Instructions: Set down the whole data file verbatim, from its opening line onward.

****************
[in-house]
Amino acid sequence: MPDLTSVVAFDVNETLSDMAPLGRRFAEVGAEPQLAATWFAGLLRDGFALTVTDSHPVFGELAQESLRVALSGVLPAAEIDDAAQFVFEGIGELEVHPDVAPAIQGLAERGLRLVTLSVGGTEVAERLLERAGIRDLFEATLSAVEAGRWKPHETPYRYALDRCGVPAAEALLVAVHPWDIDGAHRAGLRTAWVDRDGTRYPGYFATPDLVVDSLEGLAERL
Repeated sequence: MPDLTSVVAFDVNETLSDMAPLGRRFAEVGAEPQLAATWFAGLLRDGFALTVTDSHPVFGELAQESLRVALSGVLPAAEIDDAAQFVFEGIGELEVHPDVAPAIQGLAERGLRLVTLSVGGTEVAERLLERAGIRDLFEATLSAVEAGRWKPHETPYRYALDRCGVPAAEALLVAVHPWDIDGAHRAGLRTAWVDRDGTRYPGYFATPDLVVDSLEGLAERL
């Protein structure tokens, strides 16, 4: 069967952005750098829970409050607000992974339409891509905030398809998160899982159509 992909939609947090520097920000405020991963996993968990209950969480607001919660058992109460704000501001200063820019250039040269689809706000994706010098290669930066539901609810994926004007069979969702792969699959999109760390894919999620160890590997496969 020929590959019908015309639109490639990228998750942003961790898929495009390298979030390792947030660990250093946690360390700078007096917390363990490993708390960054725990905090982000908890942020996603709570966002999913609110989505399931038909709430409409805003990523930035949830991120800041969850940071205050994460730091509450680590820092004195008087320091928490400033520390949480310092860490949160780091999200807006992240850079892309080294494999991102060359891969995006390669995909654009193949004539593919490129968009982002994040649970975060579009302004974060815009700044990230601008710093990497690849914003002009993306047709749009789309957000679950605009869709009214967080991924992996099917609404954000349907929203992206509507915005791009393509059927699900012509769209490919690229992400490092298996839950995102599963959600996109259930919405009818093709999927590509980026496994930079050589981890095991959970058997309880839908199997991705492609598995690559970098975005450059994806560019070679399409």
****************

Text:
[in-house]
Amino acid sequence: MPDLTSVVAFDVNETLSDMAPLGRRFAEVGAEPQLAATWFAGLLRDGFALTVTDSHPVFGELAQESLRVALSGVLPAAEIDDAAQFVFEGIGELEVHPDVAPAIQGLAERGLRLVTLSVGGTEVAERLLERAGIRDLFEATLSAVEAGRWKPHETPYRYALDRCGVPAAEALLVAVHPWDIDGAHRAGLRTAWVDRDGTRYPGYFATPDLVVDSLEGLAERL
Repeated sequence: MPDLTSVVAFDVNETLSDMAPLGRRFAEVGAEPQLAATWFAGLLRDGFALTVTDSHPVFGELAQESLRVALSGVLPAAEIDDAAQFVFEGIGELEVHPDVAPAIQGLAERGLRLVTLSVGGTEVAERLLERAGIRDLFEATLSAVEAGRWKPHETPYRYALDRCGVPAAEALLVAVHPWDIDGAHRAGLRTAWVDRDGTRYPGYFATPDLVVDSLEGLAERL
């Protein structure tokens, strides 16, 4: 069967952005750098829970409050607000992974339409891509905030398809998160899982159509 992909939609947090520097920000405020991963996993968990209950969480607001919660058992109460704000501001200063820019250039040269689809706000994706010098290669930066539901609810994926004007069979969702792969699959999109760390894919999620160890590997496969 020929590959019908015309639109490639990228998750942003961790898929495009390298979030390792947030660990250093946690360390700078007096917390363990490993708390960054725990905090982000908890942020996603709570966002999913609110989505399931038909709430409409805003990523930035949830991120800041969850940071205050994460730091509450680590820092004195008087320091928490400033520390949480310092860490949160780091999200807006992240850079892309080294494999991102060359891969995006390669995909654009193949004539593919490129968009982002994040649970975060579009302004974060815009700044990230601008710093990497690849914003002009993306047709749009789309957000679950605009869709009214967080991924992996099917609404954000349907929203992206509507915005791009393509059927699900012509769209490919690229992400490092298996839950995102599963959600996109259930919405009818093709999927590509980026496994930079050589981890095991959970058997309880839908199997991705492609598995690559970098975005450059994806560019070679399409």